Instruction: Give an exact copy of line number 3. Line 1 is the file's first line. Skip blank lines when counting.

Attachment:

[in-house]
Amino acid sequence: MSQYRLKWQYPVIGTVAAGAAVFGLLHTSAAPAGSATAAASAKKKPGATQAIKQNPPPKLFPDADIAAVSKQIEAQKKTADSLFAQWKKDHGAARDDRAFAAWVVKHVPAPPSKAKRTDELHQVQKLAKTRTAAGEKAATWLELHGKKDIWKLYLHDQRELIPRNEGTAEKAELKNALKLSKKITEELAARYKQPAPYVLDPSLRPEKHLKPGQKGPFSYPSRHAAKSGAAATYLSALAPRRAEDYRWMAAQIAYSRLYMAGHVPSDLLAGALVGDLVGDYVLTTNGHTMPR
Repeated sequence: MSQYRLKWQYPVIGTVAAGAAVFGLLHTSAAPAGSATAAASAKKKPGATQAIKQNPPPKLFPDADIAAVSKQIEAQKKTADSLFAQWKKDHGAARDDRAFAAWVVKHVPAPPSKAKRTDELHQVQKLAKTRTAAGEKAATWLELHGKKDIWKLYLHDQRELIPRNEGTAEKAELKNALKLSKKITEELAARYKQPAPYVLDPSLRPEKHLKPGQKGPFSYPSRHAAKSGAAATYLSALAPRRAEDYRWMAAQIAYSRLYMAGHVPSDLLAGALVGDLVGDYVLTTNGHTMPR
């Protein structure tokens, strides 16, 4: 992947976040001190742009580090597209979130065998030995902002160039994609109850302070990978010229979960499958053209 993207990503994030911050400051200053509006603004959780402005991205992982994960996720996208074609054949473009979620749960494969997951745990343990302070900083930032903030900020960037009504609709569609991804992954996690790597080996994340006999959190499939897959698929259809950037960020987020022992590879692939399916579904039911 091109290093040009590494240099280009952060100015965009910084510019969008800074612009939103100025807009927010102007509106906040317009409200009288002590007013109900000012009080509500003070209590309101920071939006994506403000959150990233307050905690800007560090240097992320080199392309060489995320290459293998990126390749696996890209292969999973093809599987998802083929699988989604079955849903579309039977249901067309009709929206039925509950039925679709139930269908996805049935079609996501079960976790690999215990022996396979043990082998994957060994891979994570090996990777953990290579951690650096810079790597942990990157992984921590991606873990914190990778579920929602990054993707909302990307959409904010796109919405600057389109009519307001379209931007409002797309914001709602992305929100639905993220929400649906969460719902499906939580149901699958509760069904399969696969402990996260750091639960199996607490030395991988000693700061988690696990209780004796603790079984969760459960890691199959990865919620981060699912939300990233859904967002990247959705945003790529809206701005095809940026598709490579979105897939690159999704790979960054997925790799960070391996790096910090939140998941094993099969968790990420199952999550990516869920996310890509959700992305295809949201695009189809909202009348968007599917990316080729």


Repeated sequence: MSQYRLKWQYPVIGTVAAGAAVFGLLHTSAAPAGSATAAASAKKKPGATQAIKQNPPPKLFPDADIAAVSKQIEAQKKTADSLFAQWKKDHGAARDDRAFAAWVVKHVPAPPSKAKRTDELHQVQKLAKTRTAAGEKAATWLELHGKKDIWKLYLHDQRELIPRNEGTAEKAELKNALKLSKKITEELAARYKQPAPYVLDPSLRPEKHLKPGQKGPFSYPSRHAAKSGAAATYLSALAPRRAEDYRWMAAQIAYSRLYMAGHVPSDLLAGALVGDLVGDYVLTTNGHTMPR